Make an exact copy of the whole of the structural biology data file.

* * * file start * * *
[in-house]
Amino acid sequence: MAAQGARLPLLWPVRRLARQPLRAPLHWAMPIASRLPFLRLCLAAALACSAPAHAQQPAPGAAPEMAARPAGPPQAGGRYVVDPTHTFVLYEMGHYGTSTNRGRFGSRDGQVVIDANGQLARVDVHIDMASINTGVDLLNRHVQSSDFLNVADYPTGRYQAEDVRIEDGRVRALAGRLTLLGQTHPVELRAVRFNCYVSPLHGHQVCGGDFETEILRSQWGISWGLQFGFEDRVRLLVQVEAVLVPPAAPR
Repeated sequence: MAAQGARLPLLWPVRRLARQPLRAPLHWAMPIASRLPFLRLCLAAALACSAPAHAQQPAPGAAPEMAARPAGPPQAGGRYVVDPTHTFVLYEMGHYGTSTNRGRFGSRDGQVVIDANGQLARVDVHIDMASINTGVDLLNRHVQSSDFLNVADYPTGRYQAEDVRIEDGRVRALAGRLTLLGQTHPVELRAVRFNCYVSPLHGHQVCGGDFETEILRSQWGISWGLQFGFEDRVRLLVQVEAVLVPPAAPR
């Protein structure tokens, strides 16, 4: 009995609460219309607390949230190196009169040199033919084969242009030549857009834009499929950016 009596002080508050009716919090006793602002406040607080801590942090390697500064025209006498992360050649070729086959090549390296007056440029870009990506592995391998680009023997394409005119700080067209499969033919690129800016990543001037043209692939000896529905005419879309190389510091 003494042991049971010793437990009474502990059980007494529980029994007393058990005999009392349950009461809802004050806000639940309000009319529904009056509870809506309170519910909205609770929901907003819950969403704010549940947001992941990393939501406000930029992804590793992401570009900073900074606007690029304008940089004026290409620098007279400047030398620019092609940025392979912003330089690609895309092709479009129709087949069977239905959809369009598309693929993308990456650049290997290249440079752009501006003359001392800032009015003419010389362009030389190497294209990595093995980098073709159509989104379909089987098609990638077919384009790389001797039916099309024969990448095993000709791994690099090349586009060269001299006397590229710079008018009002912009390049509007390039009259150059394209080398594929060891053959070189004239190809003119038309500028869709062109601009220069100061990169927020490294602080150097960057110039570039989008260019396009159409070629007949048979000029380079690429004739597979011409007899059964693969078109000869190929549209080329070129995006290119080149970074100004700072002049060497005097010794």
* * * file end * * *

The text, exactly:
[in-house]
Amino acid sequence: MAAQGARLPLLWPVRRLARQPLRAPLHWAMPIASRLPFLRLCLAAALACSAPAHAQQPAPGAAPEMAARPAGPPQAGGRYVVDPTHTFVLYEMGHYGTSTNRGRFGSRDGQVVIDANGQLARVDVHIDMASINTGVDLLNRHVQSSDFLNVADYPTGRYQAEDVRIEDGRVRALAGRLTLLGQTHPVELRAVRFNCYVSPLHGHQVCGGDFETEILRSQWGISWGLQFGFEDRVRLLVQVEAVLVPPAAPR
Repeated sequence: MAAQGARLPLLWPVRRLARQPLRAPLHWAMPIASRLPFLRLCLAAALACSAPAHAQQPAPGAAPEMAARPAGPPQAGGRYVVDPTHTFVLYEMGHYGTSTNRGRFGSRDGQVVIDANGQLARVDVHIDMASINTGVDLLNRHVQSSDFLNVADYPTGRYQAEDVRIEDGRVRALAGRLTLLGQTHPVELRAVRFNCYVSPLHGHQVCGGDFETEILRSQWGISWGLQFGFEDRVRLLVQVEAVLVPPAAPR
């Protein structure tokens, strides 16, 4: 009995609460219309607390949230190196009169040199033919084969242009030549857009834009499929950016 009596002080508050009716919090006793602002406040607080801590942090390697500064025209006498992360050649070729086959090549390296007056440029870009990506592995391998680009023997394409005119700080067209499969033919690129800016990543001037043209692939000896529905005419879309190389510091 003494042991049971010793437990009474502990059980007494529980029994007393058990005999009392349950009461809802004050806000639940309000009319529904009056509870809506309170519910909205609770929901907003819950969403704010549940947001992941990393939501406000930029992804590793992401570009900073900074606007690029304008940089004026290409620098007279400047030398620019092609940025392979912003330089690609895309092709479009129709087949069977239905959809369009598309693929993308990456650049290997290249440079752009501006003359001392800032009015003419010389362009030389190497294209990595093995980098073709159509989104379909089987098609990638077919384009790389001797039916099309024969990448095993000709791994690099090349586009060269001299006397590229710079008018009002912009390049509007390039009259150059394209080398594929060891053959070189004239190809003119038309500028869709062109601009220069100061990169927020490294602080150097960057110039570039989008260019396009159409070629007949048979000029380079690429004739597979011409007899059964693969078109000869190929549209080329070129995006290119080149970074100004700072002049060497005097010794």